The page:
In light of this, the Bureau concludes, using a post-statutory baseline, that the final rule will have the benefits, costs, and impacts on covered persons and consumers that were discussed in the Preliminary Section 1022(b)(2) Analysis. This final rule does not have the potential to reduce access by consumers to consumer financial products or services, as it will not increase costs on covered persons. In addition, as noted above, because this rule effectively delays the implementation of disclosure requirements, it will cause no additional costs on depository institutions and credit unions with $10 billion or less in total assets, as described in section 1026 of the Dodd-Frank Act. Further, it will have no significant or adverse impact on consumers in rural areas, as it does not increase costs for covered persons or consumers. The Bureau believes that delaying the implementation of the Affected Title XIV Disclosures and the Post-Consummation Escrow Cancellation Disclosure will eliminate the costs that covered persons would have incurred if they had to implement the disclosure provisions multiple times, i.e., if these statutory provisions had taken effect by operation of law pursuant to Dodd-Frank Act section 1400(c)(3) and were also later implemented through the TILA-RESPA integration final rule (including potential increased compliance costs due to uncertainty of complying with statutory provisions without implementing regulations).

VII. Regulatory Flexibility Act Back to Top

The Bureau's TILA-RESPA Integration Proposal included an initial regulatory flexibility analysis (IRFA) discussing the potential impact of the Bureau's regulations on small entities, including small businesses, under the Regulatory Flexibility Act (RFA). See 77 FR 51116, 51282. Among other issues, the IRFA discussed how the proposed rule would exempt creditors temporarily from compliance with certain new disclosure requirements added to TILA and RESPA by the Dodd-Frank Act until the integrated TILA-RESPA rule takes effect. See 77 FR 51116, 51293. The Bureau stated in the IRFA that, although the Dodd-Frank Act does not specifically require inclusion of all of these new disclosures in the integrated disclosures, the Bureau believes these disclosures should be included in the integrated disclosures because doing so would improve the overall effectiveness of the integrated disclosures, which may benefit consumers and covered persons that are small entities, and also reduce burden on covered persons that are small entities. The Bureau provided in the IRFA that finalizing the rules implementing these title XIV disclosures simultaneously with the final TILA-RESPA rule would avoid unnecessary regulatory burden by preventing creditors that are small entities from having to implement multiple iterations of disclosure rules. The Bureau stated in the IRFA that it does not anticipate additional costs to covered persons as a result of delayed implementation of the new disclosure requirements, although small entities may incur additional recurring costs associated with calculating and disclosing this additional information to consumers once the implementing rules take effect. Id. The Bureau also noted in the IRFA that incorporating the Affected Title XIV Disclosures into the TILA-RESPA integrated disclosures was being proposed to avoid duplication, overlaps, and conflicts. See 77 FR 51116, 51294.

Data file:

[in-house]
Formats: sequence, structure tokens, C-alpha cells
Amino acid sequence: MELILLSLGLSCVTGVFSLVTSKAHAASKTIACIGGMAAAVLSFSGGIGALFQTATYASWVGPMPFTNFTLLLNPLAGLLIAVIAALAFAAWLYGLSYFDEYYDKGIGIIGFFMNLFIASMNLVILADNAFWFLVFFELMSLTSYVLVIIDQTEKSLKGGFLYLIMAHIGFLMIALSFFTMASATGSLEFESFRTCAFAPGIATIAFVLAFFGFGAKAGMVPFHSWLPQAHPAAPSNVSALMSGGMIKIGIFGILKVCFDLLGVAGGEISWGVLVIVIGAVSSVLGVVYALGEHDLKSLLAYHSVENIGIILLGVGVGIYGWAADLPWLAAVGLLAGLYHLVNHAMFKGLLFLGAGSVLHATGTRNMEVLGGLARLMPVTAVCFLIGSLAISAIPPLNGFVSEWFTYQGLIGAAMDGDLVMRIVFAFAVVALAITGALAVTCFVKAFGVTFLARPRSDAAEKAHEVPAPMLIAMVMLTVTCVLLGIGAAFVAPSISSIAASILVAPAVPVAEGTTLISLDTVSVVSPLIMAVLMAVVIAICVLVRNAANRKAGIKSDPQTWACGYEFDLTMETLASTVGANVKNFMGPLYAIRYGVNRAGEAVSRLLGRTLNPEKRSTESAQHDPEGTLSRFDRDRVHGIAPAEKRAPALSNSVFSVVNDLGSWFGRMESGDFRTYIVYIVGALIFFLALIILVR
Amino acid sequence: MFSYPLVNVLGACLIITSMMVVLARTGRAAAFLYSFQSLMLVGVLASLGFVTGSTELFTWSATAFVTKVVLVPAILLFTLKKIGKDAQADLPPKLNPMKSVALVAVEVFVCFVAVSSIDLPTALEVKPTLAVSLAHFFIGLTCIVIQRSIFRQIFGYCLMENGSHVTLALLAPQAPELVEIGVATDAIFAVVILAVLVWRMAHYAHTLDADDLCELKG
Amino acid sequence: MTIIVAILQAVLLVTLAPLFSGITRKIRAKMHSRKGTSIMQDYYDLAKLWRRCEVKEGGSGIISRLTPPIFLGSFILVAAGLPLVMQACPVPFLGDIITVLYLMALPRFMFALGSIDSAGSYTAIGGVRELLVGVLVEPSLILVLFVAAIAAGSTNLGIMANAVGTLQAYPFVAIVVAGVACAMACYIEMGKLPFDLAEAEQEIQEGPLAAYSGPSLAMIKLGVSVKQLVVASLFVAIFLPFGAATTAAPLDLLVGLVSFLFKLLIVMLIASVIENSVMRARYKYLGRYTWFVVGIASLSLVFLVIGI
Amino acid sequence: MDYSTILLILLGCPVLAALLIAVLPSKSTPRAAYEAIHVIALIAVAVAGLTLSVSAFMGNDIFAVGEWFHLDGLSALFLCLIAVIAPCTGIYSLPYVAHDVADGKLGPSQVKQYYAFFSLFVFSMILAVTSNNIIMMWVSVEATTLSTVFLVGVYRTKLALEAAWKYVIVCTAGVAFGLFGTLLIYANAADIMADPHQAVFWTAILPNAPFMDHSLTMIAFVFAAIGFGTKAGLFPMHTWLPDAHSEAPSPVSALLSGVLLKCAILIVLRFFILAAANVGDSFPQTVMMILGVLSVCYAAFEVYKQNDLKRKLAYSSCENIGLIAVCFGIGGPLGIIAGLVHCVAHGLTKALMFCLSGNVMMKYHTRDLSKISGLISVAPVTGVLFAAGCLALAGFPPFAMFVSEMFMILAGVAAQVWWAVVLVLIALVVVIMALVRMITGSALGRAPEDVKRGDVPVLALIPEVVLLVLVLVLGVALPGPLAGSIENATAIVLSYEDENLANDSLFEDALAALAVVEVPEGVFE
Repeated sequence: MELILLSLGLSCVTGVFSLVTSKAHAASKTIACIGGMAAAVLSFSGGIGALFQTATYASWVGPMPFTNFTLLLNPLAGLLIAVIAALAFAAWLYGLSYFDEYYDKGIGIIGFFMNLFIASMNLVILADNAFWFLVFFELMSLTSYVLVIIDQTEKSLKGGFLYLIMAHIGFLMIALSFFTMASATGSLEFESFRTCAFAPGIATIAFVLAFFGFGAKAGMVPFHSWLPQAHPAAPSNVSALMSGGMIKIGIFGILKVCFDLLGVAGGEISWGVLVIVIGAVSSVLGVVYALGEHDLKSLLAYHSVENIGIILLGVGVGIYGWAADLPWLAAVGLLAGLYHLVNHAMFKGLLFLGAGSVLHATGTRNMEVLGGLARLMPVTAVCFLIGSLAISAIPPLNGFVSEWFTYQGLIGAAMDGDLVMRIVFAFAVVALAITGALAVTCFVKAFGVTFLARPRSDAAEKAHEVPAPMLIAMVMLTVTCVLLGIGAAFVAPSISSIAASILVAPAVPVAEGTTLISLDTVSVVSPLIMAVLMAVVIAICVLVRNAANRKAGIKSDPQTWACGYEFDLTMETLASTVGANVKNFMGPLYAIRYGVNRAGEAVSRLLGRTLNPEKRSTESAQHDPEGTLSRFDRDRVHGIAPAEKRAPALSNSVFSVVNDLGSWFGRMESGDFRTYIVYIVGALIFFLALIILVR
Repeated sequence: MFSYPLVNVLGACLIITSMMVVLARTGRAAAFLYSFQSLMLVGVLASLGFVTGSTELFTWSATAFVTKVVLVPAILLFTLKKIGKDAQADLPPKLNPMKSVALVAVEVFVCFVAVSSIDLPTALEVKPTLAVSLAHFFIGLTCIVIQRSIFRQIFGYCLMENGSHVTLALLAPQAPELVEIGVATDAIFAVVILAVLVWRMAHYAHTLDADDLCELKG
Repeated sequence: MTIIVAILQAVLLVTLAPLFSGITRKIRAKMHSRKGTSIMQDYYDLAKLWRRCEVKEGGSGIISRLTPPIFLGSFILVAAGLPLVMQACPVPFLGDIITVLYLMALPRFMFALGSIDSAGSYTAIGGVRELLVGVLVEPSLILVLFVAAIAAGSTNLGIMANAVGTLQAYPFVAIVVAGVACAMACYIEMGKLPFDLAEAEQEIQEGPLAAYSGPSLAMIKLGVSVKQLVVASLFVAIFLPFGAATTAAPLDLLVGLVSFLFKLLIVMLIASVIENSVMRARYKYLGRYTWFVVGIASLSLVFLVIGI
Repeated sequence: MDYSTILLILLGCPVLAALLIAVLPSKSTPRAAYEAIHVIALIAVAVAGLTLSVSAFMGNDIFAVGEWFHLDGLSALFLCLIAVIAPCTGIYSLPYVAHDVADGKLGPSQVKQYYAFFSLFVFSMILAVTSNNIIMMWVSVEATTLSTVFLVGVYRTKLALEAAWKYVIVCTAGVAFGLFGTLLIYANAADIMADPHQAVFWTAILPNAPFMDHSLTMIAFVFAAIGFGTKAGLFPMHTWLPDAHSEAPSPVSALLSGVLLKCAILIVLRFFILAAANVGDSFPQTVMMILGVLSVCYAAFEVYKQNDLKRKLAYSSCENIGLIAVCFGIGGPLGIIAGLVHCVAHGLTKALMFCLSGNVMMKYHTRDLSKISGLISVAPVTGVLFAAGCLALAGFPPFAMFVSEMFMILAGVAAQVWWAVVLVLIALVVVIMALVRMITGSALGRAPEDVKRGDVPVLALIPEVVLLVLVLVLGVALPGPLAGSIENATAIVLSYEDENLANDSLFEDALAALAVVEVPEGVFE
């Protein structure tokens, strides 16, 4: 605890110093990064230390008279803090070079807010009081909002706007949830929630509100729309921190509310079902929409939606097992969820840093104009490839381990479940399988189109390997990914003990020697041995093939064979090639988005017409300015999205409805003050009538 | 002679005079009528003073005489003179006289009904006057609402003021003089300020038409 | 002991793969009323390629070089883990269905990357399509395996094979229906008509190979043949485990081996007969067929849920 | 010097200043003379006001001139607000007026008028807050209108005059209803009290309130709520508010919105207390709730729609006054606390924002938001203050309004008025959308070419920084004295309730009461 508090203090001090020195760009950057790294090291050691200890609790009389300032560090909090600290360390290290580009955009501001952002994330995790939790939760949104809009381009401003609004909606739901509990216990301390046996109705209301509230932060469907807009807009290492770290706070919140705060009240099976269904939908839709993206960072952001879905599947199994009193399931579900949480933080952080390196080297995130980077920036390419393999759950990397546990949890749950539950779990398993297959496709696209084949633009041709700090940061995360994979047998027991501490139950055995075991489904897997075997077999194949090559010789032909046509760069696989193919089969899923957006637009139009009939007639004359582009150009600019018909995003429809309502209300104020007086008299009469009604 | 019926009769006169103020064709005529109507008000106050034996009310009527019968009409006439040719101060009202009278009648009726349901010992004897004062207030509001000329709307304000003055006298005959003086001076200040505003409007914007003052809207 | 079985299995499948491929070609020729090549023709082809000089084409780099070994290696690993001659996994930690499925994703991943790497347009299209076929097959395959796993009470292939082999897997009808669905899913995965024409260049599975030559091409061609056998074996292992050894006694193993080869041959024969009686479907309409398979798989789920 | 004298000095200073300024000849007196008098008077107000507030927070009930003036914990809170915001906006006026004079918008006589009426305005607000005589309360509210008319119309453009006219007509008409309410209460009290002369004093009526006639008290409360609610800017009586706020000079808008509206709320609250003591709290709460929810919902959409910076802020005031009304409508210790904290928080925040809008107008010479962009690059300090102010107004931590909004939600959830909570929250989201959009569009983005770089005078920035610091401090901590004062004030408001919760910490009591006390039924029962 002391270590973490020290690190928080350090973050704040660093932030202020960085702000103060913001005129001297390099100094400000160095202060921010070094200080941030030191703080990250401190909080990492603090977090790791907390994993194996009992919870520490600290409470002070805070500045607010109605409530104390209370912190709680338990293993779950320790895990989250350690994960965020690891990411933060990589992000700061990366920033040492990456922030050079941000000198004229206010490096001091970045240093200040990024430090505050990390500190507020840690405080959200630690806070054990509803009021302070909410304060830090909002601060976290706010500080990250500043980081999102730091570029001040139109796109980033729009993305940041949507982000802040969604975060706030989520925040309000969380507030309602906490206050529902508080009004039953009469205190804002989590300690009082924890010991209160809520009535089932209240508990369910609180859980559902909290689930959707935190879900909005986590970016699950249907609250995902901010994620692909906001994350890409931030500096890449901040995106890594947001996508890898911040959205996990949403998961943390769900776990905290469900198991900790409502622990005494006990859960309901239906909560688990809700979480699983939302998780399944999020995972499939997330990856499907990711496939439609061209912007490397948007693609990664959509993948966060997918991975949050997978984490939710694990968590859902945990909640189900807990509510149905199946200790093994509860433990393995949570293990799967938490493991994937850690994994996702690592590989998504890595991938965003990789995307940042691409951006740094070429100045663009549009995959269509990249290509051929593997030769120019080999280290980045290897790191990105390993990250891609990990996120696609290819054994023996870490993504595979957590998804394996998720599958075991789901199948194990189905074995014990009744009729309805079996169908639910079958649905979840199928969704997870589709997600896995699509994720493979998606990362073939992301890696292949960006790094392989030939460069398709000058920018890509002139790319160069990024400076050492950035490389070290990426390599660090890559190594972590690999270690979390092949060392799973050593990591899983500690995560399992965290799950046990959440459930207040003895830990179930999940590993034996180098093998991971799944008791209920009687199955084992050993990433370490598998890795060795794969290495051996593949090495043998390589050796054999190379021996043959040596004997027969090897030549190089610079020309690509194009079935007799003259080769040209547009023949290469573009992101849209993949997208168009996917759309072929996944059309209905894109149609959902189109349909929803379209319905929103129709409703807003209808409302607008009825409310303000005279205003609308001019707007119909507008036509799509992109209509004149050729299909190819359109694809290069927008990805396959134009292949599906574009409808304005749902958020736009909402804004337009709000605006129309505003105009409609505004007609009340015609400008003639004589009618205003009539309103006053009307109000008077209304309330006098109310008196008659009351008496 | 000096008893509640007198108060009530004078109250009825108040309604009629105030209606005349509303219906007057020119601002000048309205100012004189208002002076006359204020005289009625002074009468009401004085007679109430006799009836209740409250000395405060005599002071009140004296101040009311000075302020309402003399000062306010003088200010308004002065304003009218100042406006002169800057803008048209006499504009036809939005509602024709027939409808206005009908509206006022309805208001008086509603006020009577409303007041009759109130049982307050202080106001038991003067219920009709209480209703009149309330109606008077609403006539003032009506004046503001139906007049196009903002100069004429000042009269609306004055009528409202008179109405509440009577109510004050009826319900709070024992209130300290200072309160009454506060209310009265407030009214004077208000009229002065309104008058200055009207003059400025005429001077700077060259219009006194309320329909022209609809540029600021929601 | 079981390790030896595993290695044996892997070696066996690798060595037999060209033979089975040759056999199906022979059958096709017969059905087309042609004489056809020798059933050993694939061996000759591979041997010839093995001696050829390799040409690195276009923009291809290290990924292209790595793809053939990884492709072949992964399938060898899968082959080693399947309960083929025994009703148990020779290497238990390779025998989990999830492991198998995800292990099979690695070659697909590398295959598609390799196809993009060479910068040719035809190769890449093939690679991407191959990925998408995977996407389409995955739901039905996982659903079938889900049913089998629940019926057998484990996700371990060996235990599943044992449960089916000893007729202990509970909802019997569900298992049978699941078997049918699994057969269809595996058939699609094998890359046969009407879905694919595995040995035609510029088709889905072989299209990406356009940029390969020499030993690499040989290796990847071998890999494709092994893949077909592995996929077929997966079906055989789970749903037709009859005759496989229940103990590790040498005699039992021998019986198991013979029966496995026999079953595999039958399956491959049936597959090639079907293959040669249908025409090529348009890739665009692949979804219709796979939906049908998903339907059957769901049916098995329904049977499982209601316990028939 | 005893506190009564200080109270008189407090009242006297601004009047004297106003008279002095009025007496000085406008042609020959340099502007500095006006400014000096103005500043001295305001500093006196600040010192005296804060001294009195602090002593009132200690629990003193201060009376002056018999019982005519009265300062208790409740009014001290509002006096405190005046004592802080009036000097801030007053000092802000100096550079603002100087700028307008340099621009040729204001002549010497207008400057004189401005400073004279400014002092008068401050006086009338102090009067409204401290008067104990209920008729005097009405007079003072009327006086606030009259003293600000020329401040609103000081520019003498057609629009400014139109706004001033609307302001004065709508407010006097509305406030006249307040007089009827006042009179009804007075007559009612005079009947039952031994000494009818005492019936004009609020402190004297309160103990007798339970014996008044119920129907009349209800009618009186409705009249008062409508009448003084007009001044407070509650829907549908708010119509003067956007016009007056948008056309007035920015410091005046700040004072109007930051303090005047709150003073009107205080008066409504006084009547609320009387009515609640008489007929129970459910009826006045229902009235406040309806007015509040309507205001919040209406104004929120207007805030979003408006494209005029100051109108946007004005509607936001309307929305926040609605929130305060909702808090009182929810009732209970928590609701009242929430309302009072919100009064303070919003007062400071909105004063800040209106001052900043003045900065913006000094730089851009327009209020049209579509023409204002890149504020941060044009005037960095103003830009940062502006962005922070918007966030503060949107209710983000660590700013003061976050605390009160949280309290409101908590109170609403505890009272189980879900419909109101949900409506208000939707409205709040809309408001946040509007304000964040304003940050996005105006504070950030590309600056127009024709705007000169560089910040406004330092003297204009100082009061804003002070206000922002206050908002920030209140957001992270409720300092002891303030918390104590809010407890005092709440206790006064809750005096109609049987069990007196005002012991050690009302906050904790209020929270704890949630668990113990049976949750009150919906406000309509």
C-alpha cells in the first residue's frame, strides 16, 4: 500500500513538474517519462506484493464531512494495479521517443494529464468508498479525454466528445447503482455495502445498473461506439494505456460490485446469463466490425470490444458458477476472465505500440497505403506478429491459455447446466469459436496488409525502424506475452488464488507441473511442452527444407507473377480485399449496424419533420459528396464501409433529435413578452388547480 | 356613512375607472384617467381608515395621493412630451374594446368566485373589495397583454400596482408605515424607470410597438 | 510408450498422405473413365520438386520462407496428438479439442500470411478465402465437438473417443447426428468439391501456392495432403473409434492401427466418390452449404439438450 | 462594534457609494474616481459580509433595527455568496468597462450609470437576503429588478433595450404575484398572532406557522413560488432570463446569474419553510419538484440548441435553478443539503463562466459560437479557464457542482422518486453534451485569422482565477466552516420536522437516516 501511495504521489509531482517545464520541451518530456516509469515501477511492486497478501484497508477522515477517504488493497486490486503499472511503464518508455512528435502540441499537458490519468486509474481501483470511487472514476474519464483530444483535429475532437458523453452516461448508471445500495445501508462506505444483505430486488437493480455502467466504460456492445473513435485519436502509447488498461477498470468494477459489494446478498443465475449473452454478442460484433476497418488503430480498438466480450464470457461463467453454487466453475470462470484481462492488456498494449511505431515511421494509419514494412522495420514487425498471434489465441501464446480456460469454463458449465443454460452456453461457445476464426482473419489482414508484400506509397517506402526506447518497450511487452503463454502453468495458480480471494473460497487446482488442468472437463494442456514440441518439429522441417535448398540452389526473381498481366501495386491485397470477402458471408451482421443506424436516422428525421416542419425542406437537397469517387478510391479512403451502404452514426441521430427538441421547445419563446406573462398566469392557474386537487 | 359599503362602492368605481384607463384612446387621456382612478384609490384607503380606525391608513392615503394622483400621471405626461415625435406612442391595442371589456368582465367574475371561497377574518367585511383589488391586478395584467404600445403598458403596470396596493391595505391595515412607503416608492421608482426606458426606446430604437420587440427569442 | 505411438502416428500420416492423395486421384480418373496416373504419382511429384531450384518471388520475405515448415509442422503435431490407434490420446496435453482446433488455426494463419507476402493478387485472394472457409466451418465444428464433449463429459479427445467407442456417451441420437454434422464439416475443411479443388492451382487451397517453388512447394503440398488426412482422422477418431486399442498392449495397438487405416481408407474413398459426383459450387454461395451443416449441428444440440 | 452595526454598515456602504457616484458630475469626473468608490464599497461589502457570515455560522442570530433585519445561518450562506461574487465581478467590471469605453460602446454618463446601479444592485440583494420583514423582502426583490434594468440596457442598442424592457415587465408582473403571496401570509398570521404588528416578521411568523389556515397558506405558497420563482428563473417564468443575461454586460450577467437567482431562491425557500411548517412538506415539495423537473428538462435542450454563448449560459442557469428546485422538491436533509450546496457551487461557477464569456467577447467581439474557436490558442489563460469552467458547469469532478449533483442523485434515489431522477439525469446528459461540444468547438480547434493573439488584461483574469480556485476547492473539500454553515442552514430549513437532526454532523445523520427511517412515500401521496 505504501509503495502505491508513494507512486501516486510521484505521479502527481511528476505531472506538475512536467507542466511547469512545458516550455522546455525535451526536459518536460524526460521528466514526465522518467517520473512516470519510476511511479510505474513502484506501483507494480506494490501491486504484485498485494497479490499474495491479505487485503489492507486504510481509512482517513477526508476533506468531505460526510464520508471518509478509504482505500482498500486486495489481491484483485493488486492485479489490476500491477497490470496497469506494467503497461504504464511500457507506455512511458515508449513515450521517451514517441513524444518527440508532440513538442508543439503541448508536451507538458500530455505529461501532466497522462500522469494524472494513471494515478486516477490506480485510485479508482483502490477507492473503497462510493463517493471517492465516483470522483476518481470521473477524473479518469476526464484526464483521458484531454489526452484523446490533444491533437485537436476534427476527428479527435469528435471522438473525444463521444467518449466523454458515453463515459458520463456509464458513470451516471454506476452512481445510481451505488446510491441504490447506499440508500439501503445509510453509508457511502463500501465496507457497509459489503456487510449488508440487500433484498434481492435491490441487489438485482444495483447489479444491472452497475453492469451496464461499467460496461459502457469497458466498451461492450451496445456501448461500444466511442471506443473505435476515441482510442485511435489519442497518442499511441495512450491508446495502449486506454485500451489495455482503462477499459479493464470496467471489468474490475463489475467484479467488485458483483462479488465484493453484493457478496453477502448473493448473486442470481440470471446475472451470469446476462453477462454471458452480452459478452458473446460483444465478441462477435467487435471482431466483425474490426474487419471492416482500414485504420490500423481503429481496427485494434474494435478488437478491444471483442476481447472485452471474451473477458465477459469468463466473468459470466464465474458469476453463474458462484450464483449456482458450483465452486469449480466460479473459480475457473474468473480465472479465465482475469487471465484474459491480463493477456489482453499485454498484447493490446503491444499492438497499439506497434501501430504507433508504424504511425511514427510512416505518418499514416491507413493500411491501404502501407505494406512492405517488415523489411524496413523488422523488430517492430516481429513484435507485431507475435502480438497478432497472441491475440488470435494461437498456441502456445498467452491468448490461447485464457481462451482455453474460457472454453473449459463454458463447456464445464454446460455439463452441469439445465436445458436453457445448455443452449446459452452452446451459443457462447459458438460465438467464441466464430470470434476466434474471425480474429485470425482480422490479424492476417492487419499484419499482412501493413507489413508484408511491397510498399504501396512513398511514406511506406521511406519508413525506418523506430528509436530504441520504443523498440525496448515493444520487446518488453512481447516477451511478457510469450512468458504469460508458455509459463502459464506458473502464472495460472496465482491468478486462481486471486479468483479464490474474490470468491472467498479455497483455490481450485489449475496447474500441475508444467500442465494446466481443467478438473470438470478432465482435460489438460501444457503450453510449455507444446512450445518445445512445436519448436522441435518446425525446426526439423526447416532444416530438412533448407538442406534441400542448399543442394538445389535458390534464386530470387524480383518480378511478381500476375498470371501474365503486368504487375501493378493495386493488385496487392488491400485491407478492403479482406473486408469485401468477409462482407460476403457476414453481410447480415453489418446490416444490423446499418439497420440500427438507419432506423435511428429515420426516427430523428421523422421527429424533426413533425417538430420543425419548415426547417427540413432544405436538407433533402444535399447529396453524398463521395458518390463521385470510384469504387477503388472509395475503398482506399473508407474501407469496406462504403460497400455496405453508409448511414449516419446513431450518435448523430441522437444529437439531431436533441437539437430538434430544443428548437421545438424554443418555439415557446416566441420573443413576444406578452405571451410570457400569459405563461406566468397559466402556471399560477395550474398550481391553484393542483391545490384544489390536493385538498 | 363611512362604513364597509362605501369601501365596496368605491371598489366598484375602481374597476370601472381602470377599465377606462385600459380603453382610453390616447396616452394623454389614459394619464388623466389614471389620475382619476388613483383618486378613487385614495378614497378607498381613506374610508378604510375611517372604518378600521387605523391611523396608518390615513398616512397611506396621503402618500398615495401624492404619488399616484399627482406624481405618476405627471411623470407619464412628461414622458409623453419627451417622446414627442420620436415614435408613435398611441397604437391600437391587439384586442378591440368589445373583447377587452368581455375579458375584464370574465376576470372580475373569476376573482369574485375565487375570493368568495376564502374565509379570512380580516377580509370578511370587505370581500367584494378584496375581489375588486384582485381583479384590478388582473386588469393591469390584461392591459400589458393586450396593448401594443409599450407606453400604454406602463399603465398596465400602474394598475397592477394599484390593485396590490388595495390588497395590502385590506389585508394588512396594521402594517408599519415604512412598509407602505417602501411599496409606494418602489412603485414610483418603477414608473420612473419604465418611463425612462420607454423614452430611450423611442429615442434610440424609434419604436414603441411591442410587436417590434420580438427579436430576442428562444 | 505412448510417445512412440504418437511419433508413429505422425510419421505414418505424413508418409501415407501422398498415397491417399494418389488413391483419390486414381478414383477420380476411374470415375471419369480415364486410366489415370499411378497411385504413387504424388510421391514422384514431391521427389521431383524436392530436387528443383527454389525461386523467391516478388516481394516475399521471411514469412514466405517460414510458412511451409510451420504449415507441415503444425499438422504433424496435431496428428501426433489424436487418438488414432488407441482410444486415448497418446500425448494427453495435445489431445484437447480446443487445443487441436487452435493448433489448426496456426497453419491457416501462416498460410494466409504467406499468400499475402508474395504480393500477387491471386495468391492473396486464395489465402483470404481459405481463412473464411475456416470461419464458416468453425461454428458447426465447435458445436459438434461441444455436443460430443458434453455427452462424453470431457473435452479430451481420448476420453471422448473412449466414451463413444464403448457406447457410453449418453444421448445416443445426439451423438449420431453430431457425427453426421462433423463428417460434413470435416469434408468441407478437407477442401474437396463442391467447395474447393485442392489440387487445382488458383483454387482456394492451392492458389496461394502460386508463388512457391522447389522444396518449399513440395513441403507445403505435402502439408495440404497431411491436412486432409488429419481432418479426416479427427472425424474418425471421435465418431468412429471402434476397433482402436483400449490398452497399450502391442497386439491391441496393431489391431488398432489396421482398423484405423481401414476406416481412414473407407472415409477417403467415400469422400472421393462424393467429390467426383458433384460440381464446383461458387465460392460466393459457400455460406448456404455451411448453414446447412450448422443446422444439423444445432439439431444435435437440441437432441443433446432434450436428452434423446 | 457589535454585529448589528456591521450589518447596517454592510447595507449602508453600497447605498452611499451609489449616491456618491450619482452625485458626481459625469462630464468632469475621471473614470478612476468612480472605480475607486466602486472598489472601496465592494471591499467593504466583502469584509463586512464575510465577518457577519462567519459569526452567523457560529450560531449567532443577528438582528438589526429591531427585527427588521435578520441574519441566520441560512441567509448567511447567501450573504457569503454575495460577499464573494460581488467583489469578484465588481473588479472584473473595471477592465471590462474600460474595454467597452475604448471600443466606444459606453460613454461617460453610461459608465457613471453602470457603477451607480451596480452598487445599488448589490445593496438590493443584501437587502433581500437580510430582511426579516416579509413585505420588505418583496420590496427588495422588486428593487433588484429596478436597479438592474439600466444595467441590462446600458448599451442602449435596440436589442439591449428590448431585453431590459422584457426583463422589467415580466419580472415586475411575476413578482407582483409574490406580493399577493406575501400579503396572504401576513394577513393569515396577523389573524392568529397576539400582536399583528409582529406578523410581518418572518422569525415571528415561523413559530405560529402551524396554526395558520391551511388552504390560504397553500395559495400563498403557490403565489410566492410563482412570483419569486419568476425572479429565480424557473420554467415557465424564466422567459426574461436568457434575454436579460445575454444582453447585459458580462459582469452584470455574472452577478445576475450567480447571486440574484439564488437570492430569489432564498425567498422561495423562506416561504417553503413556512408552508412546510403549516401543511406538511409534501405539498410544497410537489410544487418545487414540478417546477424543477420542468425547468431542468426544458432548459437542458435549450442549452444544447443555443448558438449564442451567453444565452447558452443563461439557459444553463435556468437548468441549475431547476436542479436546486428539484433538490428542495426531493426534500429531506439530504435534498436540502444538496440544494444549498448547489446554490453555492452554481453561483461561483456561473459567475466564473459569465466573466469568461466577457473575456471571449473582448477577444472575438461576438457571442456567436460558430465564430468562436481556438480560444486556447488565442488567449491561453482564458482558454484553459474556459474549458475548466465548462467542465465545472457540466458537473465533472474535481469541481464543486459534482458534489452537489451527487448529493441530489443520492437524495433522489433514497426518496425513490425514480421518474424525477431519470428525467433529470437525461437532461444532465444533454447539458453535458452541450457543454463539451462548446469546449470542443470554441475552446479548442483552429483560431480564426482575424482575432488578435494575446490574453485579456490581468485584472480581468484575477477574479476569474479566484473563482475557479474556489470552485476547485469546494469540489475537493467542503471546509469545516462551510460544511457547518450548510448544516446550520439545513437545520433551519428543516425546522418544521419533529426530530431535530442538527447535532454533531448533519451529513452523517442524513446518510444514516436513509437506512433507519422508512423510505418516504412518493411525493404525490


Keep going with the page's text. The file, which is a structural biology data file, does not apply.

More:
The Bureau did not receive any comments on the conclusions that the Bureau made in the IRFA regarding the effect on small entities of the proposed delay of implementing the Affected Title XIV Disclosures. The Bureau also believes that delaying implementation of the Post-Consummation Escrow Cancellation Disclosure to implement it simultaneously with the TILA-RESPA integration final rulemaking will avoid unnecessary regulatory burden by preventing covered persons that are small entities from having to implement multiple iterations of disclosure rules. The Bureau does not anticipate additional costs as a result of delayed implementation of the Post-Consummation Escrow Cancellation Disclosure, although small entities may incur additional recurring costs associated with calculating and disclosing this additional information to consumers once the implementing rules take effect. Id. The Bureau also believes that synchronizing the format and content of the Post-Consummation Escrow Cancellation Disclosure with the Pre-Consummation Escrow Waiver Disclosure and the integrated TILA-RESPA disclosures avoids duplication, overlaps, and conflicts with other Federal rules. See 77 FR 51116, 51294.

Accordingly, because this final rule, which the Bureau is issuing separately from the other parts of the TILA-RESPA Integration Proposal, will not create additional costs for covered persons that are small entities, the undersigned certifies that it will not have a significant economic impact on a substantial number of small entities. Therefore, an analysis under the RFA is not required for this final rule. However, the factors required in such an analysis are addressed below for informational purposes.